It gets incredibly easy to be drawn into the belief that money is all that matters. But it’s very much at odds with our deeper search for who am I and why am I here?

Systems thinking

A long term solution for companies should be systems thinking. We have linear models in our heads that allow us to believe in cause and effect, but we fail to recognise feedback loops. Which is where we trip up because we fail to take into account effects further downstream.

One of the most important things for today’s organisation, be they private or public, is to understand that they operate in a complex ecosystem. That we don’t operate independently, that we can’t simply pull a lever and achieve an outcome, it requires multiple inputs to get to what we want, and usually at the detriment of something else. 

But we aren’t educated to think that way, says Amy. Our education system needs an overhaul. At the moment the onus is on winners and losers. There’s a dimension of excellence in society that assumes everything has to have a winner and therefore everyone else is a loser. And the same ethos is built into corporations. That it’s your job, as an employee, to compete against the other employees, and the other people in the marketplace. And this is problematic and has unintended consequences.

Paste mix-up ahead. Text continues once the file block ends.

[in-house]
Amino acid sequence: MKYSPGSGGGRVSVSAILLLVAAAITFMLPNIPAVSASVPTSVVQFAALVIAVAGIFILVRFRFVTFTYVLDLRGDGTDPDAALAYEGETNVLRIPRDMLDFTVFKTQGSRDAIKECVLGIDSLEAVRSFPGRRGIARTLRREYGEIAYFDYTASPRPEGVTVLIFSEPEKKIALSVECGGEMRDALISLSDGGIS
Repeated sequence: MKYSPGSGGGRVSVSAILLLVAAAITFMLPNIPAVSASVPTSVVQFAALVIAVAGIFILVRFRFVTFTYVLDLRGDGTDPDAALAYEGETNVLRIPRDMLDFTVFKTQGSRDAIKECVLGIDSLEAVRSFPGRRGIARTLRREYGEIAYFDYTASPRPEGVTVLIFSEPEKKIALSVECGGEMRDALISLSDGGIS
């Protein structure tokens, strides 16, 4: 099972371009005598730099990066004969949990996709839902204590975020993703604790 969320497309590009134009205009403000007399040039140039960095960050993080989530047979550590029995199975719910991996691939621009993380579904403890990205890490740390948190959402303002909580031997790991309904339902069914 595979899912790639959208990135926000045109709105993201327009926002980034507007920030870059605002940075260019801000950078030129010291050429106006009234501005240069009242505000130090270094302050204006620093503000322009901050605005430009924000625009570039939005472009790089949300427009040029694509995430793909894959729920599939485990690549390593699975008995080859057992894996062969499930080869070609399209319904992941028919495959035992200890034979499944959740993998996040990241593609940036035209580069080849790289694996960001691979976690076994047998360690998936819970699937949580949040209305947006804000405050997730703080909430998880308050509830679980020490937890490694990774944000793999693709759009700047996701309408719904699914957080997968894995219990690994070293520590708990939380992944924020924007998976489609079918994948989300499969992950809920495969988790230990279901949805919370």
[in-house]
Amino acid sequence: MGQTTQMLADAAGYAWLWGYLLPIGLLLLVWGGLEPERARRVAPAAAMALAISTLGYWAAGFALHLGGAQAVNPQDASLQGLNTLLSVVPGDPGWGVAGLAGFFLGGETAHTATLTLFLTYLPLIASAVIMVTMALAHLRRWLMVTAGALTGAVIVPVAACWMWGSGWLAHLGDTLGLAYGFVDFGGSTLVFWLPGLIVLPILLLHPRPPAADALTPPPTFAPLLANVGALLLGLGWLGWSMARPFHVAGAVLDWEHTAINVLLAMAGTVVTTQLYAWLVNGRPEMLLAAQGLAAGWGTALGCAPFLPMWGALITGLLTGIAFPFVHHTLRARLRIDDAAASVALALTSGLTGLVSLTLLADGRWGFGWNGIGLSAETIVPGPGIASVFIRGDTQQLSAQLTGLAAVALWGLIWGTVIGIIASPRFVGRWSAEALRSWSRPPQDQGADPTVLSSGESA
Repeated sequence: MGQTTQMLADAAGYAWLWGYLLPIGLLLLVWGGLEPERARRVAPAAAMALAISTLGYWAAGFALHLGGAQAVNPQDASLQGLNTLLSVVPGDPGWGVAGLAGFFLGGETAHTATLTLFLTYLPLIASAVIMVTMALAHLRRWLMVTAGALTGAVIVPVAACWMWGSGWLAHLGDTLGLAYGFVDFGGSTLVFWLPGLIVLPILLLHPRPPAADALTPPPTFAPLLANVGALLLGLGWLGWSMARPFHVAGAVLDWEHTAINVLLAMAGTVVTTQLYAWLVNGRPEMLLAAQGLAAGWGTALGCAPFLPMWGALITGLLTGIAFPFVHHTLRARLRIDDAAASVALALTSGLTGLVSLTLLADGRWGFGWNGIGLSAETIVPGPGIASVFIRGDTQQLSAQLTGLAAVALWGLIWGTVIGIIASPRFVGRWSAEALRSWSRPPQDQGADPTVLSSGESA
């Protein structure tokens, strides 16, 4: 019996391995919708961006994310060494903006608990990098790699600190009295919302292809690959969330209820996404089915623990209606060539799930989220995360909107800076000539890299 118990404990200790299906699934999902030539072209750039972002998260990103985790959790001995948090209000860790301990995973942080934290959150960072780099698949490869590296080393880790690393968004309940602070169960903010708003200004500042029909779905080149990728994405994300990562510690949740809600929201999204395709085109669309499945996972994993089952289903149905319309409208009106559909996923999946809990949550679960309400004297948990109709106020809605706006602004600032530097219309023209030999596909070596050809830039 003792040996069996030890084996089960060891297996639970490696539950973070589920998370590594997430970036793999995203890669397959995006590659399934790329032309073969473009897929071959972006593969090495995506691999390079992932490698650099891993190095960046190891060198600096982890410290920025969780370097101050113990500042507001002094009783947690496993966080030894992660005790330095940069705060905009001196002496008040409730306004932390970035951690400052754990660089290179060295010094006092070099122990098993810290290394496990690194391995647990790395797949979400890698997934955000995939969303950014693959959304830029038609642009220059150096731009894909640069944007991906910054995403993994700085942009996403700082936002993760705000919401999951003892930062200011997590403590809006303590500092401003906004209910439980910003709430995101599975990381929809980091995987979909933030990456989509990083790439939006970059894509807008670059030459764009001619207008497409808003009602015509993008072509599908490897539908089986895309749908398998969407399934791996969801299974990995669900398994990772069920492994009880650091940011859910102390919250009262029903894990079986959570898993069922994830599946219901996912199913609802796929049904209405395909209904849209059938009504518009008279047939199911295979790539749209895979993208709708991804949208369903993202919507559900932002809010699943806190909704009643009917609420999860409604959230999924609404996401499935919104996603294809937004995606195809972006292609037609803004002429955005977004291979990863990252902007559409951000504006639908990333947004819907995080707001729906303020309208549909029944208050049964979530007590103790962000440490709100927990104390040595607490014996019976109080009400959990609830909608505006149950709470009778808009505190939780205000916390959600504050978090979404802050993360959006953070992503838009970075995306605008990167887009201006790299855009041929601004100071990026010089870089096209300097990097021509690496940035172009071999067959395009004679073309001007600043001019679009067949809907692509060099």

Advice for leaders

So here’s Amy’s advice for leaders – set your sights high. Set your ambitions high for what’s possible and work towards achieving it. But expect failure along the way and learn from it, fast. 

And there isn’t just one kind of failure, there are lots of different sorts. Some good and some bad. 

“There are an awful lot of other kinds of failures, call them intelligent failures, where they are the result of thoughtful experiments in new territory.”

We don’t do enough, says Amy, of welcoming the discovery that is implied from intelligent failure. So what do we need to build the future we want to have? 

We need leaders who are humble, transparent and curious about the challenges that lie ahead. Who aren’t afraid to act in the face of uncertainty, who recognise what they’re doing requires humility, empathy and compassion for others. But more importantly, they need to be able to say ‘I don’t know’. 

“Many people who have achieved positions of power or leadership, have had very few failures, very few life experiences that have taught them empathy, and so there can be a kind of arrogance, and there can be a kind of failure to understand others’ experiences.”

The future for companies

Companies need to focus on the future, advises Amy, the root cause of many organizational dysfunctions is short termism. Where we’re so focused on what’s happening now, we neglect to look longer term. And that’s where true value exists. True value creation over time. 

And we all need more love. We all appear to have a deficit of sincere caring about others, so we need a generosity of spirit.